In terms of justice-reform efforts, he was encouraged a growing coalition between justice-reform advocates and conservative members who were getting fed up with the high incarceration rate.
“There are nonviolent offenders taking prison space away from people who really have to be locked up,” he said.
Fulton County, Ga. Comission Chairman John Eaves expressed support for the Second Chance jail diversion program, which had seen its funding cut in the sequester. Fattah said, “We hope we’ll be able to increase funding but it’s a challenging proposition.”
Commissioner Sally Heyman mentioned Miami-Dade’s public purpose workforce housing initiative in the meeting, describing how public attorneys, teachers, nurses, firefighters and law enforcement officers can rent affordable housing to help establish credit and pay back loans.
The LUCC delegation with U.S. Rep. Chaka Fattah as they conclude their May 8 meeting. Top row (l-r): Franklin County, Ohio Commissioner John O’Grady; Ramsey County, Minn. Commissioner Toni Carter; Fattah; Ramsey County, Minn. Commissioner Jim McDonough; Tarrant County, Texas Commissioner Roy Brooks and Fulton County, Ga. Commissioner John Eaves. Bottom Row (l-r): El Paso County, Colo. Commissioner Sallie Clark; Miami-Dade, Fla. County Commissioner Sally Heyman; Baltimore City, Md. Councilwoman Helen Holton, LUCC chairwoman; and Linn County, Iowa Commissioner and NACo First Vice President Linda Langston.
Large counties deliver Why Counties Matter message to Capitol Hill, Administration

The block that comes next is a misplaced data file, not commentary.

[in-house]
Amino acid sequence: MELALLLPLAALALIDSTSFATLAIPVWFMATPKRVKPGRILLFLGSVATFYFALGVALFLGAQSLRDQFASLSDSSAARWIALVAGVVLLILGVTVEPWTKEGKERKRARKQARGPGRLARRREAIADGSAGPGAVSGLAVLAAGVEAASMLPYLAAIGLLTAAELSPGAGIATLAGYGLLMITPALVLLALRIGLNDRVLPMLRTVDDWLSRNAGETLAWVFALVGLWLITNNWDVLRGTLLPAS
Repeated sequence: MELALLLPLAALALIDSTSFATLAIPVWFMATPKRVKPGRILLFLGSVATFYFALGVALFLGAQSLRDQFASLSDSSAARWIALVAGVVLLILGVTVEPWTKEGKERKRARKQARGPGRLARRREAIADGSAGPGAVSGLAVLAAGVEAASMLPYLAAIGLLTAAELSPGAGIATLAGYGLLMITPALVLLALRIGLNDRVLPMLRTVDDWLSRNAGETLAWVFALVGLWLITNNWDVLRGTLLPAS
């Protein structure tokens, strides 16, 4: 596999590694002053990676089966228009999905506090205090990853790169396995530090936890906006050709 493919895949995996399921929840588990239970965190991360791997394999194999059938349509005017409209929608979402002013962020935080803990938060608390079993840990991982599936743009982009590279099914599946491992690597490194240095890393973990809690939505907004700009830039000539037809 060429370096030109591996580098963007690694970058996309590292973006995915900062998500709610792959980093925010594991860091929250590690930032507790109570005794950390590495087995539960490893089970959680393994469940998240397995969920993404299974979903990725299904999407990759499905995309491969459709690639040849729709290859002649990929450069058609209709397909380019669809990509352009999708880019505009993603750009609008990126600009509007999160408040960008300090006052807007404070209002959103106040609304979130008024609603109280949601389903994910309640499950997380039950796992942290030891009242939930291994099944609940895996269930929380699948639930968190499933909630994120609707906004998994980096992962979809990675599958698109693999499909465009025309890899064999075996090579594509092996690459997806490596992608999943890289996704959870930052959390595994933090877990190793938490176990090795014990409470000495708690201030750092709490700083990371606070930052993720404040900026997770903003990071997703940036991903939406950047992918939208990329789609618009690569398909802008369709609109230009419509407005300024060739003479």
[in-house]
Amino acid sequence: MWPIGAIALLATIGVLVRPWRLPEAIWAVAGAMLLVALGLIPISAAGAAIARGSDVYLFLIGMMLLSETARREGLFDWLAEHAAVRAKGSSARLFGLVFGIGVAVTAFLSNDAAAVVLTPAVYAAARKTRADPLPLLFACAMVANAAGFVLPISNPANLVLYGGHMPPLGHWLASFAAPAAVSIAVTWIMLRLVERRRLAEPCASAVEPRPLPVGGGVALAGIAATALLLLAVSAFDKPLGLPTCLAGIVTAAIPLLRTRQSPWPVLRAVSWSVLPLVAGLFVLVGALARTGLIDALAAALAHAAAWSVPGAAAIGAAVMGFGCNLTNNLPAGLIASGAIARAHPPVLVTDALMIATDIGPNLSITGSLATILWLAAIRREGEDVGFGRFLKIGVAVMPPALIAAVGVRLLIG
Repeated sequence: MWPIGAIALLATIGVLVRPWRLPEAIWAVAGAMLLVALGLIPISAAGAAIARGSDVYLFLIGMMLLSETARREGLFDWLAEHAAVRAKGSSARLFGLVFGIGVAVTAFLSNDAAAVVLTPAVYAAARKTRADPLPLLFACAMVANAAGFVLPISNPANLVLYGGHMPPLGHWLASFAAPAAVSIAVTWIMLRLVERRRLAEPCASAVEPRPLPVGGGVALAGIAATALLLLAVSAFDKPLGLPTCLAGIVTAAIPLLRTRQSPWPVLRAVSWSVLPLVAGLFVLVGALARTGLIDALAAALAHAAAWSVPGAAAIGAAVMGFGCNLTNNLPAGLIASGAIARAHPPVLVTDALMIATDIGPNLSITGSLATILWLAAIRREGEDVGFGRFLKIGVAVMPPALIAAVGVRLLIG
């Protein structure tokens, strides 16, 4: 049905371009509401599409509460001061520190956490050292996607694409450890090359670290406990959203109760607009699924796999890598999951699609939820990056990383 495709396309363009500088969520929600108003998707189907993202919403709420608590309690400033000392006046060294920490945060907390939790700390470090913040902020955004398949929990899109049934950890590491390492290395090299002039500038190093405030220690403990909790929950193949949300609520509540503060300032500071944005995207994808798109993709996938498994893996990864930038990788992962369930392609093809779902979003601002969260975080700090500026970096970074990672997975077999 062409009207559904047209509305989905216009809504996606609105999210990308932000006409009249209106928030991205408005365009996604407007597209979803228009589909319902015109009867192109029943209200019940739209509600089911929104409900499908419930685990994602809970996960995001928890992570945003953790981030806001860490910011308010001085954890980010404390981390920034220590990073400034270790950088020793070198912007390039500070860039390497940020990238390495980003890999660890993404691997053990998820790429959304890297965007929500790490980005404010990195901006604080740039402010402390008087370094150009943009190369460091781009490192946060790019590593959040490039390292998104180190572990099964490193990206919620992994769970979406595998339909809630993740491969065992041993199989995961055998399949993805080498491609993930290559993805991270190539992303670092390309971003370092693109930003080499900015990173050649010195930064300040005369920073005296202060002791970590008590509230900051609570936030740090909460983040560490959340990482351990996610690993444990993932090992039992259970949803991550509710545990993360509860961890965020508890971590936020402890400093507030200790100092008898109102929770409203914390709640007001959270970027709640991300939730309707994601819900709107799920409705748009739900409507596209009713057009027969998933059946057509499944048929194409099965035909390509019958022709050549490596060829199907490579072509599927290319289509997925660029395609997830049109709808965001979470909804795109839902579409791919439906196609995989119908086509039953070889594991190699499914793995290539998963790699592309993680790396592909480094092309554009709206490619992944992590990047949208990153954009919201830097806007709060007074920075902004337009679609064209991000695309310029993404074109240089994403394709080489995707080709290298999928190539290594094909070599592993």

County leaders from the nation’s largest counties carried the Why Counties Matter message to Capitol Hill and urged members of Congress and the Administration to support federal funding and legislative priorities affecting large, metropolitan counties and their residents.
The Large Urban County Caucus (LUCC) annual fly-in, May 7–9, in Washington, D.C. included visits to 35 congressional offices, a special leadership team meeting with House Urban Caucus Co-chair Chaka Fattah (D-Pa.) and a joint meeting with White House staff.
The advocacy effort led by LUCC Chair Helen Holton, council member, Baltimore City, Md., focused on preserving the federal-state-local partnership for health care — especially Medicaid funding — the tax-exempt status of municipal bonds, and funding priorities for important housing and community development programs such as the U.S. Department of Housing and Urban Development’s HOME Investment Partnerships (HOME) program and Community Development Block Grant (CDBG) program.
LUCC is a bipartisan coalition of elected and appointed county officials from across the nation representing about 130 million people.
Participating in this year’s fly-in in addition to Holton were: Tarrant County, Texas Commissioner Roy Brooks; Ramsey County, Minn. Commissioner Jim McDonough; Miami-Dade County Commissioner Sally Heyman; El Paso County, Colo. Commissioner Sallie Clark; Fulton County, Ga. Commission Chairman John Eaves; NACo First Vice President Linda Langston, supervisor, Linn County, Iowa; Franklin County, Ohio Commission President John O’Grady; and Ramsey County, Minn. Commissioner Toni Carter.